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The battle against counterfeited medicinal products sold online via non-authorised channels

The possibility to sell medicinal products in stores other than pharmacies has been considered over the years, allowing the sale of non-prescription products also in parapharmacies and in the web. The availability of the Internet and a greater knowledge of milder diseases by a wider audience have helped opening regulated online sale channels: the current regulations only permit the marketing of non-prescription medicines and only by authorised online pharmacies.

The authorisation to market medicines in digital channels is characterised by a specific logo that online pharmacies publish in their website. By clicking it, an automatic link refers the user to an official list of all authorised subjects operating legally (registered at the Ministry of Health). Users can verify whether the website address they wish to buy from is also listed.

The left half of the logo, that is the same all over the European Union, include the flag of the country where the remote sale entity is registered (pharmacies and parapharmacies, in the case of Italy), and include a series of technical features ensuring high security levels, in order to prevent any fraudulent use.

Fight against illegal drug trafficking

In Europe, the fight against the illegal traffic of medicines has been firstly boosted by Directive 2011/62/EU, amending Directive 2001/83/EC. This document has introduced a series of preventing and contrasting measures against falsified drugs, and includes the first official definition of a “falsified medicine”, identifying a false “representation” of:

  • its identity (packaging, labelling, name, composition – as regards any of the ingredients including excipients and the strength of those ingredients);
  • its source (manufacturer, country of manufacturing, country of origin, marketing authorisation holder);
  • its traceability (history, records and documents relating to the distribution channels used)

In order to monitor the whole distribution cycle of marketed medicines, and therefore to hinder the manufacturing and sale of counterfeited drugs, Italy has introduced drug traceability, ensured through an antifraud sticker printed by the State Printer and Mint (Istituto Poligrafico della Zecca dello Stato, IPZS)m and by a central database at the Ministry of Health, where all data regarding the manufacturing and supply of the numbered stickers applied to drug packs flow into.

Every drug pack is numbered with its own tear-off tab, so that its whole route, from manufacturing to purchase, and even to the collection of the expired product, can be followed. The tracking system was instituted just for the purpose to provide citizens with the certainty that the drugs they are given are original and valid in every respect.

On their side, the Italian Medicine Agency has also committed to a campaign of information and notice to consumers to make them aware of the risks related to online purchases of drugs, outside the official channels. This is due to the fact that the hazards of entrusting unauthorized website and digital operators with one’s health are still not sufficiently taken into account.

Awareness and education campaign

The phenomenon of the online sale of false or counterfeited drugs is more and more spreading globally and need, now more than ever, a strong sensitising and educational campaign addressing consumers as it has become a wide, global and underestimated issue for public health.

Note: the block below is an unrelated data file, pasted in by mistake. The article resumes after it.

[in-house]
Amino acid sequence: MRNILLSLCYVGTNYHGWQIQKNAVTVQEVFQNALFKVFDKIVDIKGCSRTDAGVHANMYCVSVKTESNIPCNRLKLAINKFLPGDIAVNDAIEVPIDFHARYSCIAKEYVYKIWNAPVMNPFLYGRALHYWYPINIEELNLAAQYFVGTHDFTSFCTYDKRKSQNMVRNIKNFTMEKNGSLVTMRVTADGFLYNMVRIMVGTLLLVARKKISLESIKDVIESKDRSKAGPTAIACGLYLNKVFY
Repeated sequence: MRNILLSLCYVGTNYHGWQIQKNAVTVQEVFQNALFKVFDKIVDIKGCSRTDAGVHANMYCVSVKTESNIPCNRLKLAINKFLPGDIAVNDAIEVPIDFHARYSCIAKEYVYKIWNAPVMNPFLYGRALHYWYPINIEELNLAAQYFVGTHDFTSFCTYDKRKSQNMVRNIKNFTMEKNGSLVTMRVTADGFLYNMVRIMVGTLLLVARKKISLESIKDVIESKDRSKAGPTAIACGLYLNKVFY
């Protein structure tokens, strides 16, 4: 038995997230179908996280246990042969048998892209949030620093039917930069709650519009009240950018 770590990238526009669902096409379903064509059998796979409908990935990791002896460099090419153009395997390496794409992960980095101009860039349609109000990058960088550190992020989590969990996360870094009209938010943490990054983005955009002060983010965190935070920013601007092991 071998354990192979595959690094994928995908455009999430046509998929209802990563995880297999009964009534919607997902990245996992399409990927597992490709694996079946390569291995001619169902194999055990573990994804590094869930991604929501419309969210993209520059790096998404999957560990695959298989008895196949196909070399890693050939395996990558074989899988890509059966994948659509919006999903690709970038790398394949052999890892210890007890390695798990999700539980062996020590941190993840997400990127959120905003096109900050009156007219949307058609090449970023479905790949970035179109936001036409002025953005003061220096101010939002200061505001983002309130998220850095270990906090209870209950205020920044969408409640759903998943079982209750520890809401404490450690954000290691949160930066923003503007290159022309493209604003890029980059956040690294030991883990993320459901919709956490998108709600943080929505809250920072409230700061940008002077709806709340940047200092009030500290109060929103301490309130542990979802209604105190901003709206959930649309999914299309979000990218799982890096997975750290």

In developing countries this concerns very important products (vaccines, antibiotics, and other life-saving products), whereas in developed countries it has been found mostly in lifestyle maintenance drugs such as weight loss products, often sold outside legal channels, or products for erectile dysfunction. More recently, it has extended to drugs related to COVID-19 (either cures or vaccines). The COVID-19 vaccines sold online are illegal and lack of any guarantee regarding quality, efficacy and safety; they are, therefore, potentially hazardous.

A while ago, an Ocse-Euipo study listed the six most serious consequences of the world market of counterfeited drugs:

  1. Harm to people’s health
  2. No sale and damage to the reputation of legitimate manufacturers.
  3. Costs and revenue losses for governments and economies.
  4. Costs to cure patients who suffered from the health’s negative consequences following the consumption of counterfeited drugs;
  5. Environmental pollution originating from erroneous practices of unregulated criminal activities using potential toxic substances;
  6. Social costs in terms of increased organised crime and loss of jobs.

Public attention is focusing on this relevant issue also at political level, as it has been more than once a subject of Parliament interrogations. One of the latest, on 20 October 2020, especially focused on the spreading of COVID-19 drugs, led the European Parliament to inform that there is a Commission proposal regarding a new legislation on digital services establishing a horizontal picture for the responsibilities of online intermediaries, such as hosting providers and online platforms, to contrast illicit contents, including counterfeited drugs.

The network of national authorities for the protection of consumers has adopted, with the Commission’s support, a common position and is cooperating with online platforms to protect consumers from misleading health indications related to COVID-19 and from any similar future situations of damage to collectivity.

They have also informed that on 25 November 2020, the Commission announced the development of an EU tool package to contrast counterfeiting establishing the principles of joint actions, cooperation and data sharing among right holders, intermediaries and authorities enforcing legislation.

Written by: Michela Tonci

Foto di StartupStockPhotos da Pixabay